Pubdate: Fri, 24 Jan 2014
Source: New York Times (NY)
Copyright: 2014 The New York Times Company
Authors: Jack Healy and Matt Apuzzo


Attorney General Eric H. Holder Jr. said Thursday that lawful 
marijuana businesses should have access to the American banking 
system and that the government would soon offer rules to help them 
gain it. The rules are not expected to give banks a green light to 
accept deposits and provide other services, but would tell 
prosecutors not to prioritize cases involving legal marijuana 
businesses that use banks.

"You don't want just huge amounts of cash in these places. They want 
to be able to use the banking system," Mr. Holder said at the Miller 
Center at the University of Virginia. "There's a public safety 
component to this. Huge amounts of cash, substantial amounts of cash 
just kind of lying around with no place for it to be appropriately 
deposited, is something that would worry me, just from a law 
enforcement perspective."

For marijuana growers and retailers in the 20 states that have 
legalized the drug for recreational or medical use, money and banking 
are perhaps the most vexing challenges of doing business. Piles of 
cash accumulate in back rooms and safes, making the businesses, their 
employees and their customers a target for robberies. Businesses 
often have no access to business loans or regular lines of credit. 
Many say they struggle to even keep a checking account open to pay 
their employees or electricity bills.

"It's a security risk not just for the industry but all these other 
folks," said Michael Elliott, the executive director of the Medical 
Marijuana Industry Group, who added that he was encouraged by Mr. 
Holder's comments.

Most banks remain leery of accepting deposits from a marijuana 
dispensary, for fear that they could lose their charter, attract 
unwanted attention from regulators or even risk prosecution for money 
laundering. And it was unclear on Thursday what exactly the new 
federal guidelines would say, and whether they would apply to states 
that allow medical marijuana, or just to Colorado and Washington, 
where the drug is legal in small amounts for anyone 21 or older.

For the banking industry, the details of the guidelines will be 
crucial for deciding whether banks feel comfortable taking deposits, 
giving loans or issuing credit cards to legal marijuana businesses. 
Without specific guidelines, many banks might continue to refuse 
transactions with legal marijuana businesses.

Richard Riese, senior vice president for regulatory compliance at the 
American Bankers Association, said this month that banks would want 
to know, for instance, that they were not "aiding and abetting" a 
criminal enterprise if they provided such services.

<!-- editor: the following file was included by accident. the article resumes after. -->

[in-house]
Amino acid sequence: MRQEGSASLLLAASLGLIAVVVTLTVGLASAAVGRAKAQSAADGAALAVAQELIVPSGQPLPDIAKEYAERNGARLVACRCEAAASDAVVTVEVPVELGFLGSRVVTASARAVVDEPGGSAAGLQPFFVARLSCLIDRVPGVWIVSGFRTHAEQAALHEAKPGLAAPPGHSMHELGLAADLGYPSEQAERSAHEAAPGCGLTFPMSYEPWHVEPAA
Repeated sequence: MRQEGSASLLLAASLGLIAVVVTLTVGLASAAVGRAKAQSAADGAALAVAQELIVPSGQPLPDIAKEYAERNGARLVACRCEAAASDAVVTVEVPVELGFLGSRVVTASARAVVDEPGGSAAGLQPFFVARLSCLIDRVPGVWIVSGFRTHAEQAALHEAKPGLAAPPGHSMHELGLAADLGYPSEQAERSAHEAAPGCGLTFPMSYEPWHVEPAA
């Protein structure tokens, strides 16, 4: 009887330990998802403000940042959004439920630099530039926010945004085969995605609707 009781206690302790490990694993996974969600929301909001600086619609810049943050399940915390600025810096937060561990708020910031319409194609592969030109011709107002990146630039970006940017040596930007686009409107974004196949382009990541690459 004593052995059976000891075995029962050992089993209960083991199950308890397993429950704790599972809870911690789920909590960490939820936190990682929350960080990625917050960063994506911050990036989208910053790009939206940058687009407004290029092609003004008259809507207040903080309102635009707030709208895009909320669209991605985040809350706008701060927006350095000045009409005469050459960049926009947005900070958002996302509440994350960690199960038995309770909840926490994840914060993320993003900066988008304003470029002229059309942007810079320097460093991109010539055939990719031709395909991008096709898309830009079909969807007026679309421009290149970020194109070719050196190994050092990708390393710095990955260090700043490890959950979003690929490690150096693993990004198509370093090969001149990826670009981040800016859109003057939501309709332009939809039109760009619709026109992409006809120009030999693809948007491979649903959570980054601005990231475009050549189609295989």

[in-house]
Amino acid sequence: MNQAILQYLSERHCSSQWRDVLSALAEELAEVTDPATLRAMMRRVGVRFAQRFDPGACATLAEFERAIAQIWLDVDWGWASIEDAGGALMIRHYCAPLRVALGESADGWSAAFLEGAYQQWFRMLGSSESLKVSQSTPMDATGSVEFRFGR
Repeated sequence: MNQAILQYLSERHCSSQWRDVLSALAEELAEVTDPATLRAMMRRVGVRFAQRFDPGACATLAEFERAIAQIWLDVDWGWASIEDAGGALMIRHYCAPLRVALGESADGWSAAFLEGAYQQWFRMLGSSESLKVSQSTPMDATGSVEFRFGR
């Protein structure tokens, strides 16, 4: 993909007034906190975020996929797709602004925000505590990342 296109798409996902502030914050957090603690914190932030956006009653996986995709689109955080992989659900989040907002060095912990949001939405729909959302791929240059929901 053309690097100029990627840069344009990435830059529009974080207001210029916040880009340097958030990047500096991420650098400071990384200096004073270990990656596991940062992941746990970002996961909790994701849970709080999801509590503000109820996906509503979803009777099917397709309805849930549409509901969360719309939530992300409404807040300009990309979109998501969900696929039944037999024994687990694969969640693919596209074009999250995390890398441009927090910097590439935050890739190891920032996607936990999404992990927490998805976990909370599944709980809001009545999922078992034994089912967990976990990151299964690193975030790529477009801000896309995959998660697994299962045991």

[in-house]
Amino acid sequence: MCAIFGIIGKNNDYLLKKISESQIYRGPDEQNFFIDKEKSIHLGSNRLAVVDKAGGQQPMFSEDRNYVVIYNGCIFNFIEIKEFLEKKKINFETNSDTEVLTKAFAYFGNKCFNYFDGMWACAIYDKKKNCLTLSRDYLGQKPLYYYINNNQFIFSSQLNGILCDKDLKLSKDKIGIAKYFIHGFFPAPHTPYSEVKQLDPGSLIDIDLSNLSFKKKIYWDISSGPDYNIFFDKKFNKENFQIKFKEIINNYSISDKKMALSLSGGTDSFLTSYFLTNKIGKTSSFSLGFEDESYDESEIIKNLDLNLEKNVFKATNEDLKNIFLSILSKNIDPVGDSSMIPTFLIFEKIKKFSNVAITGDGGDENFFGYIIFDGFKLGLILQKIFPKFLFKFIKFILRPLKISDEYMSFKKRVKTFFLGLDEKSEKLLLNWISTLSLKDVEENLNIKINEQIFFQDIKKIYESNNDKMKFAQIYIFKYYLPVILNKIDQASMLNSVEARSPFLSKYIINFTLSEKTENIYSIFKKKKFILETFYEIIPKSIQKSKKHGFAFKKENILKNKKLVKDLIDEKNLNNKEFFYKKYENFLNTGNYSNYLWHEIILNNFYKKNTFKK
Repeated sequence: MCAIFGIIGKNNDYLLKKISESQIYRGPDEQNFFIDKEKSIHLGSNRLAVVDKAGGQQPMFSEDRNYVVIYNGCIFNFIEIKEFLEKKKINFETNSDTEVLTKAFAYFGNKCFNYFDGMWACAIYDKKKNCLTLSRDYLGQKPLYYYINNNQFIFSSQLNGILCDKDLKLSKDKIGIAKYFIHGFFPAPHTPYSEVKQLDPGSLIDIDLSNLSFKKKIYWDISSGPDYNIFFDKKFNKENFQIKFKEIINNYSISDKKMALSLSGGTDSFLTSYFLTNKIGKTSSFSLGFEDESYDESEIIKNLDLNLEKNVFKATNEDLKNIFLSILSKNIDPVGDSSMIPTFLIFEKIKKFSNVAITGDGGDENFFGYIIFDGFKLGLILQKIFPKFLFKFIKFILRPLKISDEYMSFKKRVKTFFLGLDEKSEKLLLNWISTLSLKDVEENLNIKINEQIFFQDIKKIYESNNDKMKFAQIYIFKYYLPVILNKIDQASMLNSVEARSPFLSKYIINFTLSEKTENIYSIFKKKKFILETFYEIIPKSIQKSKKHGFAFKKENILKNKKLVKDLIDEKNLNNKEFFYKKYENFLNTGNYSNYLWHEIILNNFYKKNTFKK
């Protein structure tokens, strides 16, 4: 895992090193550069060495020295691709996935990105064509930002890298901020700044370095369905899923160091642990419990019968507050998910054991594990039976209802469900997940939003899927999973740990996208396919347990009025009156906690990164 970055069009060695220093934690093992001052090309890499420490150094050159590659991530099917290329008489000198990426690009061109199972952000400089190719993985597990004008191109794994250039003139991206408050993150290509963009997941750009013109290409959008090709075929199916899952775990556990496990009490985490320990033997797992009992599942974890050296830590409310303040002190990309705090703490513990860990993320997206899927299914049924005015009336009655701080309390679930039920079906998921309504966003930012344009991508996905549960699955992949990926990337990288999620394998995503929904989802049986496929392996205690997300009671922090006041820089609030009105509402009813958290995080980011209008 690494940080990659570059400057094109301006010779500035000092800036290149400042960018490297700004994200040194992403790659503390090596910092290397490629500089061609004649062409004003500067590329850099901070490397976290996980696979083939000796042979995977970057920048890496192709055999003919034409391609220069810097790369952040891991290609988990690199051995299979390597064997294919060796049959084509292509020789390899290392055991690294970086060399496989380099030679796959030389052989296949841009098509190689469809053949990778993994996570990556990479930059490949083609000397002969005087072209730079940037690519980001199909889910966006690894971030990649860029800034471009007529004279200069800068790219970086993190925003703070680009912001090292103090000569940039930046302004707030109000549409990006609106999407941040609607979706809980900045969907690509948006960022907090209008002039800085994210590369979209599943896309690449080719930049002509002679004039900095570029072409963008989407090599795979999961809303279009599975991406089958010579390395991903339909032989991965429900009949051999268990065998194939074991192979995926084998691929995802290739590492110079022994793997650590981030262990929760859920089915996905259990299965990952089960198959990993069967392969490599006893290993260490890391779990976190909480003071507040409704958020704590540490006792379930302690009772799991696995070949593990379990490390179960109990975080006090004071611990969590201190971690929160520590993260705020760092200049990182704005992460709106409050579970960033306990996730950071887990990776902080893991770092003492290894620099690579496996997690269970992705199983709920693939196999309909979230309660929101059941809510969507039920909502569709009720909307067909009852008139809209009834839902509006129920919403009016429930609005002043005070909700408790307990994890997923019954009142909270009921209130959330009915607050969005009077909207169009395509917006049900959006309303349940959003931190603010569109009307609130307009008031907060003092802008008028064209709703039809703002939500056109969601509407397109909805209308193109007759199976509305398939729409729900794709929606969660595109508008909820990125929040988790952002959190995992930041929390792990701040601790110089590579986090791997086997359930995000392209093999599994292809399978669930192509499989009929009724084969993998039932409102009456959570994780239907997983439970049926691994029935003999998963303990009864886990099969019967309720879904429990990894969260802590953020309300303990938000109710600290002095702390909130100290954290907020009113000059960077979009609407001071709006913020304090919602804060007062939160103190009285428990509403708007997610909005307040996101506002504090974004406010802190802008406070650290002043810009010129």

"Banks will need a lot of detail from regulators to get the 
satisfaction and comfort they are looking for," he said.

For months, elected officials and law enforcement agencies in states 
that have legalized marijuana have urged federal officials to offer 
guidelines that would clarify the government's stance on banking and 
marijuana businesses.

While marijuana is illegal in most states and is prohibited under 
federal law, the Obama administration said last summer that it would 
allow Colorado and Washington State to move ahead with legalizing the 
drug for recreational use.

In a recent interview with The New Yorker, President Obama said that 
despite his misgivings about marijuana and the push for broader 
legalization of the drug, it was important that Colorado's and 
Washington's experiments go forward.

"It's important for society not to have a situation in which a large 
portion of people have at one time or another broken the law and only 
a select few get punished," he said.

Andy Williams, who runs Medicine Man, a dispensary in an industrial 
park in Denver, said dependable access to bank accounts and credit 
could revolutionize his business.

Like many other retailers, Mr. Williams is sometimes drowning in 
cash. He said he has hired an armored-car service to move his money, 
and tries to pay his bills in cash as much as possible to reduce the 
amount he has on hand. He continually jumps from one bank to another 
when financial institutions decide his account is not worth the risk. 
To try to keep the banks from catching on, he said, he even sprays 
his cash with Febreze to disguise the scent of marijuana.

"We're always scared, if we have a bank account, about keeping it," 
he said. "We go to great lengths to lower our profile."
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MAP posted-by: Jay Bergstrom